I have a general question about Netlify Forms’ capacity to handle large numbers of submissions.
Example, we have actual traffic spikes of 6000+ form posts per minute. Each form has, typically, around 10 columns/input fields. Text only, no data fields.
Can Netlify Forms handle this amount of traffic?
What are the realistic expectations for the handling of high-traffic, sustained submissions?
What happens if Netlify’s post capacity is reached? What type of error message is shown to the end user?
Please help me understand the upper-limits of Netlify Forms so that I can plan accordingly.
Netlify or community members, please respond and give me some idea of Netfliy Forms’ capacity to handle large spikes of traffic please. I need this information in order to make a recommendation. Thank you!
Hiya @MVO and sorry to be a bit slow to respond. Our staff does not work much over the weekend so please set expectations accordingly for future requests that there will be a few business days of turnaround potentially for questions like these asked here.
I have asked our teams (networking and API) to confirm whether they can see any problems with this and they report that:
- our CDN can handle that traffic without noticing at all (we have a lot of extra capacity)
- our form handling backend can also handle that, but if it were sustained (6000 POSTs per minute all the time), it might need revisiting. Single minutes having that spike are no problem. What do you anticipate your average traffic as?
That’s great news! Thank you for responding @fool…
To answer your question…
We are a national broadcast network and, occasionally, we have contests where the viewers hit the website en masse to fill out a submission form. When this happens, we see a huge spike of visitors, all submitting the form at nearly the same time. So, for roughly an hour, we would expect an average of 20,000 total submissions. Most of these would happen within a 15-minute window (i.e. after we post the ‘word of the day’). After an hour, the form submissions will continue to trickle in.
Follow up questions:
Great, thanks for that description. Sounds like it won’t be a problem for us!
This is a bit abstracted, but something like this happens when there is a form post that our service accepts.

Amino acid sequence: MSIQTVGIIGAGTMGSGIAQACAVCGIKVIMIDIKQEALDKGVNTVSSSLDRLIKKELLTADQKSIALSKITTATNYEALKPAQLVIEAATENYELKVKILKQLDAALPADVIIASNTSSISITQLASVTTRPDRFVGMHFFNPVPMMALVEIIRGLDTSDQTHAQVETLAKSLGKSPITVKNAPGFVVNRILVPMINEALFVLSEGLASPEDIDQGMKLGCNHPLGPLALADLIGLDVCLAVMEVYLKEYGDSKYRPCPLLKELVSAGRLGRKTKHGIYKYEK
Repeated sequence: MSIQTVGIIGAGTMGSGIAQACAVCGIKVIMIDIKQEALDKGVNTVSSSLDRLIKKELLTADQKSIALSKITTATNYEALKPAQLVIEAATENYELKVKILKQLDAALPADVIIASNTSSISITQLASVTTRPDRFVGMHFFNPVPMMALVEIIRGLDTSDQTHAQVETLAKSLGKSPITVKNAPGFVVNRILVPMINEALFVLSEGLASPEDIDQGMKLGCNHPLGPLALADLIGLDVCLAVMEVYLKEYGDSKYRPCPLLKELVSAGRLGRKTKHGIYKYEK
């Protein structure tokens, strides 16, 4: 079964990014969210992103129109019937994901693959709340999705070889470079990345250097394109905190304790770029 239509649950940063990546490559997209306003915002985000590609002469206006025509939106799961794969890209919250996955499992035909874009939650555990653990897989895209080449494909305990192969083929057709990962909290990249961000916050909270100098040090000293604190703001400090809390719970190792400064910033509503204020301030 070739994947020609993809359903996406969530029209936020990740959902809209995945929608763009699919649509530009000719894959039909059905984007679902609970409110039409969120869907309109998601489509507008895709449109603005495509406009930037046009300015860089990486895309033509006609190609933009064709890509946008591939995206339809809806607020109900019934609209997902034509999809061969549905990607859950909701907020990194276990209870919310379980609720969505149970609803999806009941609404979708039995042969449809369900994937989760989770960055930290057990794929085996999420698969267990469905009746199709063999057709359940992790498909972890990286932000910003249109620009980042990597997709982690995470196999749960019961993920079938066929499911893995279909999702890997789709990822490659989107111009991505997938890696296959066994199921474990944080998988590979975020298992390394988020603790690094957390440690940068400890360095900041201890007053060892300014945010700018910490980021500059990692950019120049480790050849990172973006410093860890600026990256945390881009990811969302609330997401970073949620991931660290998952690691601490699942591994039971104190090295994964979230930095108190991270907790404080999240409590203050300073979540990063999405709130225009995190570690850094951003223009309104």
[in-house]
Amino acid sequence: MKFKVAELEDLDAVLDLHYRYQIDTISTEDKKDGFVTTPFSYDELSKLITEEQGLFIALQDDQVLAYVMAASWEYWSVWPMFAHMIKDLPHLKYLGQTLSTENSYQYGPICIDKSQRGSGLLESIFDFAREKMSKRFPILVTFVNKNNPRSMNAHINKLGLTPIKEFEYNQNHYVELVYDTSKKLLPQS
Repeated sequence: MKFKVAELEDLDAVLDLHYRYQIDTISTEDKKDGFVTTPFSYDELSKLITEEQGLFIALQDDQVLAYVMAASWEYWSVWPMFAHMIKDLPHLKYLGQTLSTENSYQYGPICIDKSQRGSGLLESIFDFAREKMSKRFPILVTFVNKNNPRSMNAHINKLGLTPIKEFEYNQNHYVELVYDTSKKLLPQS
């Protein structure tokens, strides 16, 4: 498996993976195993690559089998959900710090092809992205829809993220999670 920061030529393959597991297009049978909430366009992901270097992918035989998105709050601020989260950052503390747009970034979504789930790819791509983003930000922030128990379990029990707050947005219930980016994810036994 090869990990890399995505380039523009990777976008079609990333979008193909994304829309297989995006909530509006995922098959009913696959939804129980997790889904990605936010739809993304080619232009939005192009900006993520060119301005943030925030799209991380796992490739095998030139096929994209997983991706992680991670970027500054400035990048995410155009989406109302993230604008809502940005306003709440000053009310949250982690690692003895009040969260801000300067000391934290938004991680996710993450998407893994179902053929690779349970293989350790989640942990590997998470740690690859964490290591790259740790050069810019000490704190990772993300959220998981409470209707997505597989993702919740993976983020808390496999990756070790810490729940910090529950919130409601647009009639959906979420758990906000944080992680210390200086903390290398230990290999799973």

- The form data is stored immediately in our database.
These next steps may queue in case of high load, but all will retry and there is rarely a delay of over a minute, though you may cause one with instantaneous load like this (so they may take a few minutes instead; but keep in mind that at this point, your data is already stored and available for API download, and visual confirmation in our UI).
we submit the form data to akismet where it is checked for spamminess. This isn’t perfect, but it is better than anything short of recaptcha.
- their response indicates how we note it in our UI and our database (we separate those entries deemed spammy and the other step does not happen).
- non-spammy submissions will be notified about, with whatever notifications you configure..
If something were to go wrong, it would depend what broke and how as to what the error would be. Below are the examples I can imagine, but essentially, we aim to keep things up so you will hopefully never experience anything other than the above.
- In case of a total CDN outage probably they couldn’t see the form to submit and submissions could be lost. These events are extremely rare, and almost nonexistant for well configured sites (this weekend’s issue, for instance, was avoided by best practices DNS configuration
- In case of an API latency situation, the submissions would be recorded and the processing (spam check and notification) could be delayed; no customer-facing error would arrive
- In case you totally misconfigure your form, your visitors would receive a 404 error upon posting, but that is up to you to control via your deployments, and test to your satisfaction. In a steady state (no changes to your form), no changes will occur to how submissions are handled as they are driven by what you deploy.
Also, should you have exacting needs like this, you’d be on a higher dollar contract, and we’d be able to make time to teach you the ins and outs of our form handling system to a larger degree than I have time to do in speculation of your future needs here